Supporters of Leopoldo Lopez have a released a video he taped a week before state security agents whisked him back to a military prison. It shows the opposition leader calling on Venezuelans to be firm in resisting President Nicolas Maduro.
He also announces that his wife is pregnant. The 6-minute long video shared Tuesday shows Lopez rubbing his wife’s belly and saying he has “one more reason to fight for Venezuela.” He calls the pregnancy “the best news I’ve received in the last 3 1/2 years” — a reference to the time he spent behind bars.
Lopez was released from the Ramo Verde prison in June and granted house arrest to serve out the remainder of his 13-year sentence for inciting violence at opposition rallies. The couple has at times been allowed conjugal visits.
Lopez says he recorded the video knowing he might be imprisoned again — as he was early Thursday.
Three legislators in Venezuela say they are breaking with the pro-government Great Patriotic Pole party and forming a new faction in opposition to President Nicolas Maduro’s rewrite of the nation’s constitution.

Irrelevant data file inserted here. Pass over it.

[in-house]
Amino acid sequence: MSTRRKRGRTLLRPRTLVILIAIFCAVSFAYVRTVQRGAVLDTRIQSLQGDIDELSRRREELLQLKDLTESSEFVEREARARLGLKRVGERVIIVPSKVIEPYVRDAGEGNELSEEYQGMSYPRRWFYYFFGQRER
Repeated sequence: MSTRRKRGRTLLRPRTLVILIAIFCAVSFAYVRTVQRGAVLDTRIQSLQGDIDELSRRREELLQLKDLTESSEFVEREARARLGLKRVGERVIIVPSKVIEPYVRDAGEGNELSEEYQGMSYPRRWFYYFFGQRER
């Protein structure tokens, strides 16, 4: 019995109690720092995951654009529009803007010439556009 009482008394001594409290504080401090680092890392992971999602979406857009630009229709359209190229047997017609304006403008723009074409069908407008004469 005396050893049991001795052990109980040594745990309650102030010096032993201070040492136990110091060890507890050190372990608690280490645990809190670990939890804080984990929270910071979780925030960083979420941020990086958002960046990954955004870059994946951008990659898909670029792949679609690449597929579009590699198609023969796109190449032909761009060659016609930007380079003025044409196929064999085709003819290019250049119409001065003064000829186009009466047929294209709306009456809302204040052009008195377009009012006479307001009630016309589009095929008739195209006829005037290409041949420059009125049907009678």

Lawmaker Eustoquio Contreras told legislators at the opposition-controlled National Assembly Tuesday that the nation is in crisis and headed toward a civil war that must be avoided.
The Great Patriotic Pole is a coalition of 17 parties formed in 2012 to support the re-election of the late President Hugo Chavez, who bequeathed power to Maduro.
The legislators say their new faction will be called the “Parliamentary Socialist Bloc.”
The dissentions are among the highest-profile to emerge recently from among pro-government leaders.
Spanish Foreign Minister Alfonso Dastis is rejecting the idea of EU sanctions against Venezuela, saying they could hurt the population.
He said Tuesday that Spain instead favors individual measures such as travel restrictions against those responsible for the situation.
Dastis said there is “great concern over the arrests of Caracas Mayor Antonio Ledezma and opposition leader Leopoldo Lopez.
Dastis ruled out recalling the Spanish ambassador, saying he was more effective in Venezuela helping Spaniards living there.
The U.S. government on Monday imposed sanctions on Venezuelan President Nicolas Maduro over Sunday’s disputed election of a pro-government assembly with almost unlimited political powers.
An attorney for former Caracas Mayor Antonio Ledezma is denying the Venezuelan Supreme Court’s assertion that he had faced legal restrictions on his ability to speak with the media while under house arrest.
Omar Estacio tells news outlet VivoPlay that the high court’s claims that Ledezma violated the terms of his house arrest by talking to the press and allegedly being part of an “escape plan” are false.